The Routes of Man by Ted Conover
How Roads Are Changing the World and the Way We Live Today

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Synopsis

From the Pulitzer Prize finalist and National Book Critics Circle Award–winning author of Newjack, an absorbing book about roads and their power to change the world.

Roads bind our world—metaphorically and literally—transforming landscapes and the lives of the people who inhabit them. Roads have unparalleled power to impact communities, unite worlds and sunder them, and reveal the hopes and fears of those who travel them.

With his marvelous eye for detail and his contagious enthusiasm, Ted Conover explores six of these key byways worldwide. In Peru, he traces the journey of a load of rare mahogany over the Andes to its origin, an untracked part of the Amazon basin soon to be traversed by a new east-west route across South America. In East Africa, he visits truckers whose travels have been linked to the worldwide spread of AIDS. In the West Bank, he monitors highway checkpoints with Israeli soldiers and then passes through them with Palestinians, witnessing the injustices and danger borne by both sides. He shuffles down a frozen riverbed with teenagers escaping their Himalayan valley to see how a new road will affect the now-isolated Indian region of Ladakh. From the passenger seat of a new Hyundai piling up the miles, he describes the exuberant upsurge in car culture as highways proliferate across China. And from inside an ambulance, he offers an apocalyptic but precise vision of Lagos, Nigeria, where congestion and chaos on freeways signal the rise of the global megacity.

A spirited, urgent book that reveals the costs and benefits of being connected—how, from ancient Rome to the present, roads have played a crucial role in human life, advancing civilization even as they set it back.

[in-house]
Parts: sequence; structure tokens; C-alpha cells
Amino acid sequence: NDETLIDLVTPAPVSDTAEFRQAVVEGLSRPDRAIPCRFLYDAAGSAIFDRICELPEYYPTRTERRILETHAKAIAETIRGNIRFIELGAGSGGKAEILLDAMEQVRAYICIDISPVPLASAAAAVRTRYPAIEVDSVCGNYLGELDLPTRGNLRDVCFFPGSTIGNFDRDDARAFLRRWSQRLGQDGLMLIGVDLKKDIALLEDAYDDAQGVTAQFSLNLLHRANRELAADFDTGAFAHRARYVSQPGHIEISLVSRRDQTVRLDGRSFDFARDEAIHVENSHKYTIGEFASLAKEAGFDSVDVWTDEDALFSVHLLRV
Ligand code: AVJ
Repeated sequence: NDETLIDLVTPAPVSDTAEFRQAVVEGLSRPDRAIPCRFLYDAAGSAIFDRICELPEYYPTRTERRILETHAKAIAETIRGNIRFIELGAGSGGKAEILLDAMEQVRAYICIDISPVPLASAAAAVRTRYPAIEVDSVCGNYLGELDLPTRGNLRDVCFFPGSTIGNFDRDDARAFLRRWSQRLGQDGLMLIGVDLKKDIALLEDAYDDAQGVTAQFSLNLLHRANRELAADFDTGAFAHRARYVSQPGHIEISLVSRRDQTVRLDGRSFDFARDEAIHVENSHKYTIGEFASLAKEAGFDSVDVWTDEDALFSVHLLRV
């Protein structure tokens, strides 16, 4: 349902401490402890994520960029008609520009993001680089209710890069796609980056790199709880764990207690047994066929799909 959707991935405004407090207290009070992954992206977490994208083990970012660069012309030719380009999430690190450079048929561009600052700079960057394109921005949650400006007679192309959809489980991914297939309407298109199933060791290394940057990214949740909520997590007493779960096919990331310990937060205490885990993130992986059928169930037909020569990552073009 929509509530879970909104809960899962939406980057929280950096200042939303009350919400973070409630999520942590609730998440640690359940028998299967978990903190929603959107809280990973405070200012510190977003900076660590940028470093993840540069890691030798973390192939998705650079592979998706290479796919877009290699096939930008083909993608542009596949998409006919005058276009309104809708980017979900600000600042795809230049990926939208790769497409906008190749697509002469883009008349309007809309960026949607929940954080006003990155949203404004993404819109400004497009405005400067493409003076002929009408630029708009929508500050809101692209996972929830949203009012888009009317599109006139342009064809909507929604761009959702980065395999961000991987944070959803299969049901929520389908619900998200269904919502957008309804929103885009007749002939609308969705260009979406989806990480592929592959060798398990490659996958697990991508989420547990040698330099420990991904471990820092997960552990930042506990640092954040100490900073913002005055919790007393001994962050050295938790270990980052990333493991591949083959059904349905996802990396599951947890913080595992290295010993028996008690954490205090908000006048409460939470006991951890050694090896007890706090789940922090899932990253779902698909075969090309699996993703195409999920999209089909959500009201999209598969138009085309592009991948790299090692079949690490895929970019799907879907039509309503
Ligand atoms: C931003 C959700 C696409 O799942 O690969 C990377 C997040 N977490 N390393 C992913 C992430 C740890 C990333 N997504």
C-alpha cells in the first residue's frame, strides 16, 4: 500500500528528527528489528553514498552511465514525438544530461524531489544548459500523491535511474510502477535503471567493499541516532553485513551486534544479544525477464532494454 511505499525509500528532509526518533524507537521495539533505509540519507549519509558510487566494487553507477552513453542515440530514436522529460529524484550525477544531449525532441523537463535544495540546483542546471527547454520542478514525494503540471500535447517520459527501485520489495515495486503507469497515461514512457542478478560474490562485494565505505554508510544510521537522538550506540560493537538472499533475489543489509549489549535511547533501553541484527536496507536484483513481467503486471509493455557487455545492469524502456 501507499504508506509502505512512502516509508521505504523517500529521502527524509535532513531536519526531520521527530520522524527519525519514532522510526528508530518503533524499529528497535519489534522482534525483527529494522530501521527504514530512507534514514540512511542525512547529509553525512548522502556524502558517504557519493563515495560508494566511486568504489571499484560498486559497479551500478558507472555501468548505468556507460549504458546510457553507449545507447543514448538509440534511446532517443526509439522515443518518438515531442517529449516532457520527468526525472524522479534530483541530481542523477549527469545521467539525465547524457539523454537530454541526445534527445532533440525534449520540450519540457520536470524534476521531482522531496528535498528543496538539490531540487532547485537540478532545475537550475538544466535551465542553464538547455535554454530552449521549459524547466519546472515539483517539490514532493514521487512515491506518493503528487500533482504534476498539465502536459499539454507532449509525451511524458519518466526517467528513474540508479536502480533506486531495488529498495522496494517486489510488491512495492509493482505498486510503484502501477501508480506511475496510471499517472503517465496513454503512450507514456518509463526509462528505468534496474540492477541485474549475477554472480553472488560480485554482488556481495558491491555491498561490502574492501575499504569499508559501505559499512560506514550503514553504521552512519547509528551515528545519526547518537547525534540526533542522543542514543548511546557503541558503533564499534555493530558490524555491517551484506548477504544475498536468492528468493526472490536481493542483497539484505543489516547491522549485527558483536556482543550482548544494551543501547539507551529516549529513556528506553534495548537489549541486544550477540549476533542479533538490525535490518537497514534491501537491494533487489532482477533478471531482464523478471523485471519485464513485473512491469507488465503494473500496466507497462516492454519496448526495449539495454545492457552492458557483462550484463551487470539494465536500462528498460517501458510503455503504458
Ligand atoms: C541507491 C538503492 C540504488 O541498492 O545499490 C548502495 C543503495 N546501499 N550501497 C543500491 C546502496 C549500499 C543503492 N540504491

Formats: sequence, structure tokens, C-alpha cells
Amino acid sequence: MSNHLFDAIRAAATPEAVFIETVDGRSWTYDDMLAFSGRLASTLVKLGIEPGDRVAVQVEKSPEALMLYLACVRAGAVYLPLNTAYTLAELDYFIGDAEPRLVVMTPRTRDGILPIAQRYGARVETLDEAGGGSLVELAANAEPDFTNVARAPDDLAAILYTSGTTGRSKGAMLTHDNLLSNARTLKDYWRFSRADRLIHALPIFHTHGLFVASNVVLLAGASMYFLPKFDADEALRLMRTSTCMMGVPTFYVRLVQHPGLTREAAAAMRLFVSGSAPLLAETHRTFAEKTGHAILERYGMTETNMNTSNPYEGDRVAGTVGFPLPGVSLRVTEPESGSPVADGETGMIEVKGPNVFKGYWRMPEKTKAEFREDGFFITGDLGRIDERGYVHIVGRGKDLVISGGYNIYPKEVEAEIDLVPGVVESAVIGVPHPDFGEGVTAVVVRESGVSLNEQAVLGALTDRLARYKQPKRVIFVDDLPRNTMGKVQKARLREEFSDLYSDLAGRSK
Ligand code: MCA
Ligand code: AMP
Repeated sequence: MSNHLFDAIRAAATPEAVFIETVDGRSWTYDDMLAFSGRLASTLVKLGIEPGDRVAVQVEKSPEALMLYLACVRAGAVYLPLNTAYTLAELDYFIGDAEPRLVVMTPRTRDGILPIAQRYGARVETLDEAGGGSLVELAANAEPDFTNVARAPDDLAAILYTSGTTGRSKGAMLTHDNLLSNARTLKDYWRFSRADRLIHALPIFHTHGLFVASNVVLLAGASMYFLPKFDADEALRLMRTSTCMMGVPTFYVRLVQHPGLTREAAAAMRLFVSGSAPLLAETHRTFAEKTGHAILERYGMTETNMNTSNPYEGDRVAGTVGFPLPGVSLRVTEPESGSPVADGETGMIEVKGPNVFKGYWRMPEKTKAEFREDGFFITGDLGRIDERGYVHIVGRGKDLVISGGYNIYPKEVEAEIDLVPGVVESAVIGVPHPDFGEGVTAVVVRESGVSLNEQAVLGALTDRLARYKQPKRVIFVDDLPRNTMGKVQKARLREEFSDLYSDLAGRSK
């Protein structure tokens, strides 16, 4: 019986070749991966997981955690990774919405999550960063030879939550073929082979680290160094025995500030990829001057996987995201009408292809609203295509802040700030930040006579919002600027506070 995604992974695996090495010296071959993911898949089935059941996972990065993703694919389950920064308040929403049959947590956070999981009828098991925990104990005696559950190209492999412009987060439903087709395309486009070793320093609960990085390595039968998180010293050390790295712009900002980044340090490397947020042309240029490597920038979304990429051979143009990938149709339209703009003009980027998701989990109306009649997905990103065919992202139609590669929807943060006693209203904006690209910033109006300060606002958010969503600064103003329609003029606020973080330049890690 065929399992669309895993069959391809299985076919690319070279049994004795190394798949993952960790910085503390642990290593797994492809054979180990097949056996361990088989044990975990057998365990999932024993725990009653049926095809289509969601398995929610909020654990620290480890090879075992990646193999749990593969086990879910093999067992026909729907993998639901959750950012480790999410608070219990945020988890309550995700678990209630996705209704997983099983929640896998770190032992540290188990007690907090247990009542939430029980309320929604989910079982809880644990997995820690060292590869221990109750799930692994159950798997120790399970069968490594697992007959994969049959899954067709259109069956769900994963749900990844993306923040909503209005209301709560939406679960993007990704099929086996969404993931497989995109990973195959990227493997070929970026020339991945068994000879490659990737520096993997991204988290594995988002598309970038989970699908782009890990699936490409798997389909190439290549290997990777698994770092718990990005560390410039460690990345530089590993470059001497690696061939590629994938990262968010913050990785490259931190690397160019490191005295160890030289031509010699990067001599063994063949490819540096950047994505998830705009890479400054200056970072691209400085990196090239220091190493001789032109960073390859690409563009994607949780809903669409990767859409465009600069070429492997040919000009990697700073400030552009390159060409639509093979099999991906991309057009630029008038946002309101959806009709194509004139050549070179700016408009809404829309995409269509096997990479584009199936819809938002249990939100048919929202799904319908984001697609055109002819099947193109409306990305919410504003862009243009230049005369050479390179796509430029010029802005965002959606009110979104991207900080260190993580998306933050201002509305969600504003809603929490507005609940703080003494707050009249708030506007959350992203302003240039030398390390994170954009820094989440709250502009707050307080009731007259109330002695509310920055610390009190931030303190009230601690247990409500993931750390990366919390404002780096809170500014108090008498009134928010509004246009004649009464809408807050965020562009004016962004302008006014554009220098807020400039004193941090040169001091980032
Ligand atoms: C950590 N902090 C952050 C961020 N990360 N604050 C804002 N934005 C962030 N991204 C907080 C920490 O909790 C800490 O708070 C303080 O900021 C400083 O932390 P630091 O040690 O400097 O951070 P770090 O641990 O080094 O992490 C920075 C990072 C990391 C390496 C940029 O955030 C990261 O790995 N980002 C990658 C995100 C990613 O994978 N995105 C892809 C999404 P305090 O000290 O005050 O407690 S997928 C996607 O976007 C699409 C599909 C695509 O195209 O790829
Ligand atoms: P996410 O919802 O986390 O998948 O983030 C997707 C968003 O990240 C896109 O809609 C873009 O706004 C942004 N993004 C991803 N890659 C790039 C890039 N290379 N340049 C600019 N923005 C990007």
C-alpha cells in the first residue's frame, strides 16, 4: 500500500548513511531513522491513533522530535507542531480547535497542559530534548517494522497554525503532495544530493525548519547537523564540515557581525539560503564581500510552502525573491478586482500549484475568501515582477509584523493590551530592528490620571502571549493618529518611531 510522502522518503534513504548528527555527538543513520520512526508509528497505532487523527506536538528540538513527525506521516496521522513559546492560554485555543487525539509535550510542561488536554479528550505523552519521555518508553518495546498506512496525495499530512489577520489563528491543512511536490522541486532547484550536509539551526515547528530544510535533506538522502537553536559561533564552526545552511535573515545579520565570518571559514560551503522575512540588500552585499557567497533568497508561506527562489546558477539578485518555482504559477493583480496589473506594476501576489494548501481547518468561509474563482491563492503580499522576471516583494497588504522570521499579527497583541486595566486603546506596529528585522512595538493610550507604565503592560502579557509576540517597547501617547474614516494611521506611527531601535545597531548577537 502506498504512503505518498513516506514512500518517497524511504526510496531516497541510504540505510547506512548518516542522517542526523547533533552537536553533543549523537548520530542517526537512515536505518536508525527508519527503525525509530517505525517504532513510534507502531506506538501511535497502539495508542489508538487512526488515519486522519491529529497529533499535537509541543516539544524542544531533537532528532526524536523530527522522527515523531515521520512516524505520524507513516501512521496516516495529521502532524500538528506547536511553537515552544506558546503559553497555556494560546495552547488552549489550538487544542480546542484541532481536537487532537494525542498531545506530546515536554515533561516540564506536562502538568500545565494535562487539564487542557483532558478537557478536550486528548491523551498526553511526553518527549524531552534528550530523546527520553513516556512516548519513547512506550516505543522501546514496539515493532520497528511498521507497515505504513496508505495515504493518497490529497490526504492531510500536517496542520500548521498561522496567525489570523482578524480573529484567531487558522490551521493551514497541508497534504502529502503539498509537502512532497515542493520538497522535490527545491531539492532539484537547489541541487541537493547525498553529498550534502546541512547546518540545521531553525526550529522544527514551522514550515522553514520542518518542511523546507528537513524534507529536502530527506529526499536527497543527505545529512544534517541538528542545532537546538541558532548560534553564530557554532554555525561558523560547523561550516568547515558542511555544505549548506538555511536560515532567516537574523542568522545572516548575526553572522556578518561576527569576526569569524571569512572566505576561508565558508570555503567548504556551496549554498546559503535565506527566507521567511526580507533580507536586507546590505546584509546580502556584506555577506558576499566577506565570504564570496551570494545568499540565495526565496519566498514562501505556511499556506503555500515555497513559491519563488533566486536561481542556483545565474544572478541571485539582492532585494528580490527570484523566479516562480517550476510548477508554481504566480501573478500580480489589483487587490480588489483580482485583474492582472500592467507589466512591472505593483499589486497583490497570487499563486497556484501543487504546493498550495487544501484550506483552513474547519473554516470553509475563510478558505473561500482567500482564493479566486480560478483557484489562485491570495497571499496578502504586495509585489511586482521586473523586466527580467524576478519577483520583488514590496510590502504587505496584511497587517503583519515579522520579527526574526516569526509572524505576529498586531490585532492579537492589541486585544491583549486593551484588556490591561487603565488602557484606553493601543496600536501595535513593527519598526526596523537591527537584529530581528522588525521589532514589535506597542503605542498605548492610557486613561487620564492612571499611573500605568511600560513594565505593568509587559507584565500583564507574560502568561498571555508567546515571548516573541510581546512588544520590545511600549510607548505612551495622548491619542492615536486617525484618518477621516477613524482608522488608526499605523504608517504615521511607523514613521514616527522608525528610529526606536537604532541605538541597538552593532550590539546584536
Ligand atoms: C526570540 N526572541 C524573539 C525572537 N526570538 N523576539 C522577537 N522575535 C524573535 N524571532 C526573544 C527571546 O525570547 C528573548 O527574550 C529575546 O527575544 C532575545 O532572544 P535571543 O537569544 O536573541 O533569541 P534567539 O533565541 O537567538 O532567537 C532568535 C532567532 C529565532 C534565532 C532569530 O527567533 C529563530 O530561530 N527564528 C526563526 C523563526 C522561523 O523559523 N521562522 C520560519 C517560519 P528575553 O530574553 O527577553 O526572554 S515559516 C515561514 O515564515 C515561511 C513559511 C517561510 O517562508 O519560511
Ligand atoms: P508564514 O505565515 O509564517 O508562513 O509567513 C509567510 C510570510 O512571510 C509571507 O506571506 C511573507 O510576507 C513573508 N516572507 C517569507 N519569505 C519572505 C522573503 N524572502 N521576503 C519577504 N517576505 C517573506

From the Trade Paperback edition.
 

About Ted Conover

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Ted Conover is the author of several books including Newjack: Guarding Sing Sing (winner of the National Book Critics Circle Award and a finalist for the Pulitzer Prize) and Rolling Nowhere: Riding the Rails with America's Hoboes. His writing has appeared in The New York Times Magazine, The Atlantic, The New Yorker, and National Geographic. Recipient of a Guggenheim Fellowship, he is Distinguished Writer-in-Residence in the Arthur L. Carter Journalism Institute at New York University. He lives in New York City.
 
Published February 4, 2010 by Vintage. 352 pages
Genres: Education & Reference, Travel, Action & Adventure, Professional & Technical, Political & Social Sciences. Non-fiction

Unrated Critic Reviews for The Routes of Man

The New York Times

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These first-person travelogues exhibit Ted Conover’s remarkable gift for companionship and impious eye for the absurd.

Feb 23 2010 | Read Full Review of The Routes of Man: How Roads ...

The New York Times

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Ted Conover’s globe-spanning book about roads is best appreciated as a set of separate adventure stories.

Feb 18 2010 | Read Full Review of The Routes of Man: How Roads ...

The New York Times

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Ted Conover’s globe-spanning travelogues can be fascinating in themselves, and his meditations on highways are thoughtful, temperate and generous.

Feb 21 2010 | Read Full Review of The Routes of Man: How Roads ...

Oregon Live

Conover has thought deeply about the multiple meanings of roads built starting thousands of years ago (including the Appian Way and 18 other roads leading out of ancient Rome) until yesterday, then has placed himself in peril to travel dangerous roads of today -- searching for anecdotes, searchin...

Feb 27 2010 | Read Full Review of The Routes of Man: How Roads ...

MostlyFiction Book Reviews

Yes, this chapter too takes place mostly on the road but the overall effect is disjointed—the lines between the new roads and the new China made out less clearly.

Feb 15 2010 | Read Full Review of The Routes of Man: How Roads ...

The Pacific Northwest Inlander

The romantic effect that roads can have on a person is not a new topic for writers.

May 04 2011 | Read Full Review of The Routes of Man: How Roads ...

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